Understanding the limitations of Indiana personal injury law is essential. A lack of understanding can result in filing a claim that is a waste of time and money. A state appellate court recently dismissed a personal injury case that the court found was filed two years too late. According to the court’s opinion, in June 2016, the plaintiff filed an amended complaint for damages that he claimed he sustained on about June 6, 2012.
Evidently, the plaintiff was climbing an attic ladder in a residential home in order to repair a leak when the ladder collapsed. The plaintiff alleged that the defendant construction company that built and sold the home and was negligent in failing to ensure that the ladder was secure and properly installed. The defendant argued that the suit was barred by the applicable ten-year statute of repose. Similar to statutes of limitations, statutes of repose limit the time during which a claim can be filed. Yet, unlike statutes of limitations, statutes of repose are construed more strictly to provide a finite period of time during which the claim must be filed.
The defendant claimed that in July 2003, it entered into an agreement with the home’s original owners, agreeing to build and sell the home to the owners. The construction was completed around April 30, 2004, and the owners took possession of the home on May 7, 2004. The plaintiff argued that the claim was not founded on the “construction of an improvement to real property.”
The court disagreed. It held that the attic ladder was an addition to real property that added value or utility, by allowing people to easily access the attic. Thus, it qualified as an improvement to the property. The court noted that this decision was in line with other cases, which generally held that improvements included installations that were carried out as part of the construction of the home, made the property more useful or valuable, required labor and money, were not merely a repair or replacement, and were affixed to the home. The court further found that the allegedly negligent installation of the ladder qualified as “construction of an improvement to real property,” because, according to the court, adding the pre-assembled ladder to the attic opening constituted construction. In this case, the owners took possession of the home on May 7, 2004, and the contract was completed on that date. Therefore, the statute of repose ran out on May 7, 2014, and the plaintiff’s claim was filed too late.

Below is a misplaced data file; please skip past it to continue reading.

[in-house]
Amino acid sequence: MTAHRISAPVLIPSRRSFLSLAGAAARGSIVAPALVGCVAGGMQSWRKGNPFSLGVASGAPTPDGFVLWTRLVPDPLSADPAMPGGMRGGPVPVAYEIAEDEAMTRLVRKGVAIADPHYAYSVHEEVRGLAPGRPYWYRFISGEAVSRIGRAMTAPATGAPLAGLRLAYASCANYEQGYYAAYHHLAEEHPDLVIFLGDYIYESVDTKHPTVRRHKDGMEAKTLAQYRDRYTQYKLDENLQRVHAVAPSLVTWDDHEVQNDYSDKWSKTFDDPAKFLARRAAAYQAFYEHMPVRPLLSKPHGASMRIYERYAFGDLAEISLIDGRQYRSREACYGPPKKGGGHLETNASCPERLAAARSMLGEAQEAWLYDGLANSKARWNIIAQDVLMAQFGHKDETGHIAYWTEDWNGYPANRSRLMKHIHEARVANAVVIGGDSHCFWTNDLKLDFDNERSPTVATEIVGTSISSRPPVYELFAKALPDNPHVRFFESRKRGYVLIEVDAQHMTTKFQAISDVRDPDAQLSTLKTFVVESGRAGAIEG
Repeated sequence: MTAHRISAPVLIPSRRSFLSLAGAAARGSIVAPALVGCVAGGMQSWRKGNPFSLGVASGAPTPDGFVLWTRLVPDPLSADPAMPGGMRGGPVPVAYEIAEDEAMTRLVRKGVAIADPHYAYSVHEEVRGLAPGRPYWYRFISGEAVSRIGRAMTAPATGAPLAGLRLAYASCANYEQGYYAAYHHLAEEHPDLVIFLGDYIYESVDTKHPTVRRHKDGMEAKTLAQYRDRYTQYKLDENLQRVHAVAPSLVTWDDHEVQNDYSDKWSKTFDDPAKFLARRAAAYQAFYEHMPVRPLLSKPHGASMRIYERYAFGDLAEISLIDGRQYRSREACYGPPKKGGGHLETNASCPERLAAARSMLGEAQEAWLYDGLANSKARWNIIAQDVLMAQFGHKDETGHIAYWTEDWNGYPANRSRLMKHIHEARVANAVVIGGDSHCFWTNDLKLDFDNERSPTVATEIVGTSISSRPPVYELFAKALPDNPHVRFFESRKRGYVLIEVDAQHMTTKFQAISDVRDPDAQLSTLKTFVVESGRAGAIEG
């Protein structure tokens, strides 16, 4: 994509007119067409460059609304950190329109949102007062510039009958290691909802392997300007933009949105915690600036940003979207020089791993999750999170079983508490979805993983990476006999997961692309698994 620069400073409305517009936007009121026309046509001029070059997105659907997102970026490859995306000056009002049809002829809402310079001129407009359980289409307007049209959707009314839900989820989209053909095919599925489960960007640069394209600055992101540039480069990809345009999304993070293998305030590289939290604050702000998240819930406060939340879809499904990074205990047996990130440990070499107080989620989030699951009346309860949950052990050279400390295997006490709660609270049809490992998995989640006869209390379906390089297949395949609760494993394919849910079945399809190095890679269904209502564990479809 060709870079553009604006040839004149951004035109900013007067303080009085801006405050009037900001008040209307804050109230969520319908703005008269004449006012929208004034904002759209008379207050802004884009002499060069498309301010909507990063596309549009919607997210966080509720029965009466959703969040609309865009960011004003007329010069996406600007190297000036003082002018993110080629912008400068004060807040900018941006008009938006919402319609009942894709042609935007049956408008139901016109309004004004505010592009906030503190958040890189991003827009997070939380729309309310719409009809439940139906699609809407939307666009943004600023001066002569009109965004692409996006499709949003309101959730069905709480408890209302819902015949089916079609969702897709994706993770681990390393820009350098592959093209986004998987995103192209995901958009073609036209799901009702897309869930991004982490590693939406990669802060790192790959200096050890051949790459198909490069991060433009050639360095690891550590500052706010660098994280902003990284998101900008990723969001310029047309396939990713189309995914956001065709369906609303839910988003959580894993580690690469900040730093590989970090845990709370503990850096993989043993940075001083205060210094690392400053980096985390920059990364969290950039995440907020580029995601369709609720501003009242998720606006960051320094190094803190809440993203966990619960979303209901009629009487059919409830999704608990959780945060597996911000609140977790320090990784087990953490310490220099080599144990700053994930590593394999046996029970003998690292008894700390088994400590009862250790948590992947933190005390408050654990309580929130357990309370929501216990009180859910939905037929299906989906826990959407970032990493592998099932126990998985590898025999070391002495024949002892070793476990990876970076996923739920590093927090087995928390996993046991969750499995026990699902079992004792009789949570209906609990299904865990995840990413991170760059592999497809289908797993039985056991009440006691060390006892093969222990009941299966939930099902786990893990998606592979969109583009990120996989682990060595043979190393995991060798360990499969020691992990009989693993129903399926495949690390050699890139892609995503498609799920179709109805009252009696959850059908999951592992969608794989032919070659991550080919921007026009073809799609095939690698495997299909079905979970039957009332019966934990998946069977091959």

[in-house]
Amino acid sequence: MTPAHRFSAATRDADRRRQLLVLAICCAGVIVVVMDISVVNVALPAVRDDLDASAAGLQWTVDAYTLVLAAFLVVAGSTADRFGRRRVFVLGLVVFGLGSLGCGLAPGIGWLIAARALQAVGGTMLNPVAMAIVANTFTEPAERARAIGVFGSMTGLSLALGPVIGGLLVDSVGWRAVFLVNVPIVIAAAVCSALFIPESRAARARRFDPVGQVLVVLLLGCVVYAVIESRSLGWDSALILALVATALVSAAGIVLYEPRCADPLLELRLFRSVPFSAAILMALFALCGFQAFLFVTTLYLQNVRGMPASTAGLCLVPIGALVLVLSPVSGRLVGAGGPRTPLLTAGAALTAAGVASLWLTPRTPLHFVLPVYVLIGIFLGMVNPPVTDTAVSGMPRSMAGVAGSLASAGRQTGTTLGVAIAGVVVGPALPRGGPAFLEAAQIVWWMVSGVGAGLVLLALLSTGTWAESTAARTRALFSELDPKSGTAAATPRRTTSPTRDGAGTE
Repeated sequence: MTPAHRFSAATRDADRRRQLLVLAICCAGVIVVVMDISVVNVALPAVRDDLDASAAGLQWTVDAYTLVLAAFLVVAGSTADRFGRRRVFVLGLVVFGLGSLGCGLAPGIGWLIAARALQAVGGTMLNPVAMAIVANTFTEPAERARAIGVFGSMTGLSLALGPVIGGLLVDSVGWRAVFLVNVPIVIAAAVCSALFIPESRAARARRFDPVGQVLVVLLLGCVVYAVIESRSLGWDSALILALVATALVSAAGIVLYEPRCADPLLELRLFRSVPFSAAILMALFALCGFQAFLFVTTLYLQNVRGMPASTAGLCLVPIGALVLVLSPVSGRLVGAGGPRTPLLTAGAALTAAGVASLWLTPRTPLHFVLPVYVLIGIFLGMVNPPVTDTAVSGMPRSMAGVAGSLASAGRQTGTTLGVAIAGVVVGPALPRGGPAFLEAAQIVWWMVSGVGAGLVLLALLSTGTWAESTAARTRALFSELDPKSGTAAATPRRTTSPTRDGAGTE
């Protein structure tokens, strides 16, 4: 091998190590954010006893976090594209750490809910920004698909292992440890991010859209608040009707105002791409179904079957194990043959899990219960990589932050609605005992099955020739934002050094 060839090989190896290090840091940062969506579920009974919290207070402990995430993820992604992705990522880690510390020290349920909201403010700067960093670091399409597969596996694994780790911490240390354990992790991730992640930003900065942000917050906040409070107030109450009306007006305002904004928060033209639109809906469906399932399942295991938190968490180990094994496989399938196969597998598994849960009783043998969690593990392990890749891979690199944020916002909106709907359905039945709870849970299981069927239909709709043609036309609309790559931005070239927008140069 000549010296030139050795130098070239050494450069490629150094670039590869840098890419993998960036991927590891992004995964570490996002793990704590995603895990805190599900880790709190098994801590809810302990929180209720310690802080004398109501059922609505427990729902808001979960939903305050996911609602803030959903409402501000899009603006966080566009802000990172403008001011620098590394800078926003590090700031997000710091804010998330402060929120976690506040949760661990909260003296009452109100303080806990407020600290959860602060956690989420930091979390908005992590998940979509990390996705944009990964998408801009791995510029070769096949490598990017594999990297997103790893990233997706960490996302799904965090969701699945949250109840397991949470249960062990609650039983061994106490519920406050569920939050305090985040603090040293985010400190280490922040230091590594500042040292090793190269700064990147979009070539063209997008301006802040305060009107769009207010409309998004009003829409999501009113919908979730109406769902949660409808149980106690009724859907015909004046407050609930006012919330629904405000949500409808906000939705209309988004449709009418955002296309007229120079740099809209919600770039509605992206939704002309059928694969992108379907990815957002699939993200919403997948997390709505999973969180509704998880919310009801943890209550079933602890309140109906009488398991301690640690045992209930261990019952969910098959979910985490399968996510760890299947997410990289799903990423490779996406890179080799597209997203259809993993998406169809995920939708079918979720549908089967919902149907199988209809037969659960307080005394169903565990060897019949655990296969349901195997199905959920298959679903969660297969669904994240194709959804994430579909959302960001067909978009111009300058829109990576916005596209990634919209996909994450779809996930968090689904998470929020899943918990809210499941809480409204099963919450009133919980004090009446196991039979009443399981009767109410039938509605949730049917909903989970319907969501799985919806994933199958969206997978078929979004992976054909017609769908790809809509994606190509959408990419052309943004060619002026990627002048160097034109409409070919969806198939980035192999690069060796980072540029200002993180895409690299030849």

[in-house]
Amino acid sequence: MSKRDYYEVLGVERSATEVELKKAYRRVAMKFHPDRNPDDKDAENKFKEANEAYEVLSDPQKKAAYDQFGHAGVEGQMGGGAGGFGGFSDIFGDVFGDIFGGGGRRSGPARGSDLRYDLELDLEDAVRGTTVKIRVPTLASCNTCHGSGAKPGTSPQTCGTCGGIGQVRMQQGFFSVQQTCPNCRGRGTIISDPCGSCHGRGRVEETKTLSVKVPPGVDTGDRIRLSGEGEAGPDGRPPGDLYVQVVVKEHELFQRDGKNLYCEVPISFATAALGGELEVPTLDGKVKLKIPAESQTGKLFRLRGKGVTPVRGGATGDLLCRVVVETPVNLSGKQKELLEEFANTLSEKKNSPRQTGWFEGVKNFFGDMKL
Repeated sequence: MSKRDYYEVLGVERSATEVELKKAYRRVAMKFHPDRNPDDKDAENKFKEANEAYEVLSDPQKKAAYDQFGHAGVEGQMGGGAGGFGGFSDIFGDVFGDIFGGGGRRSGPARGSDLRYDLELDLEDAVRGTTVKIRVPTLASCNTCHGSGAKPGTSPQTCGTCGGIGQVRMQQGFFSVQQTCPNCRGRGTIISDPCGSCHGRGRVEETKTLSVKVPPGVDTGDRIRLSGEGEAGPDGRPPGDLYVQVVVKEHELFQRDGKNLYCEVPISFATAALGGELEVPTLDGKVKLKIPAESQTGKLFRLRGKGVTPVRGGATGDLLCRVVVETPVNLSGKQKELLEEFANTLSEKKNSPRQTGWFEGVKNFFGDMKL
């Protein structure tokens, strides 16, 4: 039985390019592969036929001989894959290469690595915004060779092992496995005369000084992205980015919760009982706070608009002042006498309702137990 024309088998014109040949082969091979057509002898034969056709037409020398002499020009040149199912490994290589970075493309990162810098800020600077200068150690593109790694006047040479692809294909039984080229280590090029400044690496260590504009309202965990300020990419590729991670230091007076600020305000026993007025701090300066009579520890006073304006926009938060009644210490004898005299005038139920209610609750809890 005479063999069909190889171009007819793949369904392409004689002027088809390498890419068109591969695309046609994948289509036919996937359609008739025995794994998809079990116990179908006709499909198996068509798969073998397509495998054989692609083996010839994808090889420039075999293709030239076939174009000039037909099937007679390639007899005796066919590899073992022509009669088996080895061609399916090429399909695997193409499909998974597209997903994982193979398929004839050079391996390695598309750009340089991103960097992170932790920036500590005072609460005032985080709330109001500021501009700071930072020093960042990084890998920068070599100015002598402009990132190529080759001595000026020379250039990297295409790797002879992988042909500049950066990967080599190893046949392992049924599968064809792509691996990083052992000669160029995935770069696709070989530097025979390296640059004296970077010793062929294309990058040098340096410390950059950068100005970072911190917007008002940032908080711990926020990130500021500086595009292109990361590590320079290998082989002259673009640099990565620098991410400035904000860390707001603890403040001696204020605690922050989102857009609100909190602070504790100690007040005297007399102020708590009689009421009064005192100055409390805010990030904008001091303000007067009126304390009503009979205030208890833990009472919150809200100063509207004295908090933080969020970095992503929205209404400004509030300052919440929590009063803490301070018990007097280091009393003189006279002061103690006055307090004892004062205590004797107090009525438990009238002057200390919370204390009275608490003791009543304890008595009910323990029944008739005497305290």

Under section 32-30-1-5 of the Indiana Code, claims stemming from injury or death related to “the design, planning, supervision, construction, or observation of construction of an improvement to real property” cannot be brought against a party unless the action is commenced within the earlier of ten years after the date of substantial completion of the improvement or twelve years after the completion and submission of plans and specifications to the owner if the action is for a deficiency in the design of the improvement.”
Have You Been Injured?
If you have been injured, contact an attorney who can knowledgeably advise you and help you pursue a successful claim. At the Indiana personal injury law firm of Parr Richey Frandsen Patterson Kruse, our personal injury attorneys will carefully assess your claim and advise you of your options. We provide aggressive advocacy to our clients in all types of personal injury claims, including Indiana slip and fall accidents and construction accidents. Our experienced attorneys have not only a passion for the law, but a commitment to obtaining the compensation that our clients need and deserve. To reach one of our attorneys, call us at 888-532-7766 or complete our online form today.